• The "Next" button will ask the solver for a new trace that holds the non-variable relations constant. If there are no other traces possible without changing the non-variable relations, this button will lead to a no-more-instances screen.

The trace viewer shows a cycle of 4 states, with the final state looping back to the first. A header says "State 1 of 4" between a forward and backward button.

The Evaluator

The evaluator provides a prompt that lets you query instances with Forge expressions. You can open the evaluator by clicking the "Evaluator" drawer on the far right of the Sterling window. Type a Forge expression and the evaluator will return its value in the current instance (assuming that Forge is still running). E.g.:

Evaluating an expression: the evaluator is open, and the user has just evaluated the expression \Board1.places. The result, ((A0 C0 X0))`, appears beneath the input box.

Because the evaluator works with respect to a single instance, exact values of expressions are returned. These expressions are (as of January 2024) not always Forge syntax. E.g., relations are displayed using nested parentheses, and false is written as #f. Fields are displayed in row form, with every entry in the field grouped into a parenthesis; in the example above, the meaning is that there's only one move on the board: X moved at row A, column C.

Atoms can be referenced

Individual atoms can be directly referenced by name in the evaluator, like in inst blocks (remember to prefix atom names with a backquote!) E.g., in the above example, `Board1 was an atom name.

The Evaluator in Temporal Forge

If running in temporal mode, the evaluator is run in the context of the first state of the trace shown. To ask about later traces, use the ' or next_state operators. Remember that next_state applies to formulas, and ' applies to relational expressions. So in a directed graph you could ask whether there are edges in the second state via some edges' or after some edges.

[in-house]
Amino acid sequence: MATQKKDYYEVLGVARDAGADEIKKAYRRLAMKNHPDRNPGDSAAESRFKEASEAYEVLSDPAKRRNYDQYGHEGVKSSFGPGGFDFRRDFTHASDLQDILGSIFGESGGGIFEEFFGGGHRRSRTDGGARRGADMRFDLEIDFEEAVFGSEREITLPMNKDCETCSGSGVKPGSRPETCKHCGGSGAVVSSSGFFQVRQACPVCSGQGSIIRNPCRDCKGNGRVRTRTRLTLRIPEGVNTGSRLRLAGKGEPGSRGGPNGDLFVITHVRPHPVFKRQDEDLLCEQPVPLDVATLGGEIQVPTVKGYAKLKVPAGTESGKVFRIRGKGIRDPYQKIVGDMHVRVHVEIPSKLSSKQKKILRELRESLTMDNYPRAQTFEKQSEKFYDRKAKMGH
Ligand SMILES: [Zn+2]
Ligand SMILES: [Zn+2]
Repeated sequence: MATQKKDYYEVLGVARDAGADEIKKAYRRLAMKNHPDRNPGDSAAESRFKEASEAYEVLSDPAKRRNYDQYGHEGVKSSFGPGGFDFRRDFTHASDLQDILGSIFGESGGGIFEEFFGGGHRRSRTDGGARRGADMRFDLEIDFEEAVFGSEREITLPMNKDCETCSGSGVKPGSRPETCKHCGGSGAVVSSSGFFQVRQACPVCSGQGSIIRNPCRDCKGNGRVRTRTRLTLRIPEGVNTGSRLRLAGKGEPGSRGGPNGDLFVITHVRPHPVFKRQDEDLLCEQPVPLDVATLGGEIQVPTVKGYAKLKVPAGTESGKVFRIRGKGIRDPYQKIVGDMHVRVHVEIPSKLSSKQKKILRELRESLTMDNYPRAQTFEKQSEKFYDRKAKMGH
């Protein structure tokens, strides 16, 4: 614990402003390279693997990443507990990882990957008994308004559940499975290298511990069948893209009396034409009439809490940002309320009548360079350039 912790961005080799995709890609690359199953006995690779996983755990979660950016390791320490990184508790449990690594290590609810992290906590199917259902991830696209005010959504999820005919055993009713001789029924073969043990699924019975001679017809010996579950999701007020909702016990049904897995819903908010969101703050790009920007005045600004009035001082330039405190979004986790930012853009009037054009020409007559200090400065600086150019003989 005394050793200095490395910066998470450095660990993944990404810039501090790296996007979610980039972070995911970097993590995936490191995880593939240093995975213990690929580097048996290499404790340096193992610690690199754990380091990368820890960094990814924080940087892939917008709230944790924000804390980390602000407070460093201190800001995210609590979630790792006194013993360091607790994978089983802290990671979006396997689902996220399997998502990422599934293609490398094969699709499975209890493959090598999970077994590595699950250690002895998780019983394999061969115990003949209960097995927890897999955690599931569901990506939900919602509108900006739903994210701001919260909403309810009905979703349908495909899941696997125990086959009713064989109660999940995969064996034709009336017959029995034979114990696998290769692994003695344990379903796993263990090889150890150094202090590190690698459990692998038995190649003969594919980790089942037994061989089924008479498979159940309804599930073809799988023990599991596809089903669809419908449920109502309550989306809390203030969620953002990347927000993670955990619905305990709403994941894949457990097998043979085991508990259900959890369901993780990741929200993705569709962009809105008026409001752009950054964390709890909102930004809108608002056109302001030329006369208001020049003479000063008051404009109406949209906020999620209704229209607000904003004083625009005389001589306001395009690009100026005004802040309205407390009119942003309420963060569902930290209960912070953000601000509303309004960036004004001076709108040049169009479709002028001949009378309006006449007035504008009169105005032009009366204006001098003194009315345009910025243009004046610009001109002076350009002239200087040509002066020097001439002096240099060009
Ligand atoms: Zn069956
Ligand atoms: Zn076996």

Custom Visualizations: Script View

Sterling also allows you to write and run scripts that produce your own custom visualizations. This documentation site contains a basic example here:

If you want to try out this example, do the following:

Step 1: Open the Forge model and run it (racket ttt.frg). Sterling should open in your web browser, defaulting to the directed-graph visualization---which isn't very useful for this model. You should see something like this:

Default visualization for tic-tac-toe, comprising boxes and lines

Step 2: Click the Script button on the upper-right of the window. This will switch to custom script view mode. Paste the script into the editor, then click the Run button. You should see something like this before clicking Run:

Custom visualizer before running. There is an editor in the middle of the window where the script has been pasted, and a button marked "run" above it.


If you don't like the "Variables" tab taking up space, just click the corresponding drawer on the far right. The tab should collapse, making more room for the editor and visualization area.

After running, you should see something like this, with a sequence of board states displayed on the left-hand side of the screen:

Custom visualizer after running. To the left, there is a sequence of boxes, each showing a board state of tic-tac-toe.

More Information

For more complex examples, library documentation, instructions on writing your own visualizers, etc. see Custom Visualizations.